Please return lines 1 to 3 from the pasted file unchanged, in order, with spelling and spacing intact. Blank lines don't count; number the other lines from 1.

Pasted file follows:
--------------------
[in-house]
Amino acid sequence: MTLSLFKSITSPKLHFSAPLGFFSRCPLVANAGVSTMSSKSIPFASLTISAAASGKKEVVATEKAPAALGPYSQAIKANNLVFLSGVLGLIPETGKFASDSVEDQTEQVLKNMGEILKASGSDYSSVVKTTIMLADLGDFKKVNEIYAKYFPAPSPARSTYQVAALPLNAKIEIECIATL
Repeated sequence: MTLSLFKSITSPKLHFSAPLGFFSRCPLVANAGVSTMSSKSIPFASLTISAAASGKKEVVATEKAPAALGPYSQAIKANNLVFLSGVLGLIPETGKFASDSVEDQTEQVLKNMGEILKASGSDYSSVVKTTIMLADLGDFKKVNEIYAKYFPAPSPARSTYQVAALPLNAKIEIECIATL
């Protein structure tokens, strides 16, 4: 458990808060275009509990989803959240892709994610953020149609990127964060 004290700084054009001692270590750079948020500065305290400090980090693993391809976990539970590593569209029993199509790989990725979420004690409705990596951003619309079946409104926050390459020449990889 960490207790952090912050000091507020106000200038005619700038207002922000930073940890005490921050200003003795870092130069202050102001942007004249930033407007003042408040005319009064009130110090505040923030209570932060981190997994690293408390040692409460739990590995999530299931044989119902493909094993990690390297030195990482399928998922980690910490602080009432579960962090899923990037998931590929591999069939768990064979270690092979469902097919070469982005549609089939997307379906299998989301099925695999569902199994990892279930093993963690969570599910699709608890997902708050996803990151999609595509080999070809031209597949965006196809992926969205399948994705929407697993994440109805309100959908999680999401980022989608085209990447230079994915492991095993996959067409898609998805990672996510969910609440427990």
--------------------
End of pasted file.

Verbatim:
[in-house]
Amino acid sequence: MTLSLFKSITSPKLHFSAPLGFFSRCPLVANAGVSTMSSKSIPFASLTISAAASGKKEVVATEKAPAALGPYSQAIKANNLVFLSGVLGLIPETGKFASDSVEDQTEQVLKNMGEILKASGSDYSSVVKTTIMLADLGDFKKVNEIYAKYFPAPSPARSTYQVAALPLNAKIEIECIATL
Repeated sequence: MTLSLFKSITSPKLHFSAPLGFFSRCPLVANAGVSTMSSKSIPFASLTISAAASGKKEVVATEKAPAALGPYSQAIKANNLVFLSGVLGLIPETGKFASDSVEDQTEQVLKNMGEILKASGSDYSSVVKTTIMLADLGDFKKVNEIYAKYFPAPSPARSTYQVAALPLNAKIEIECIATL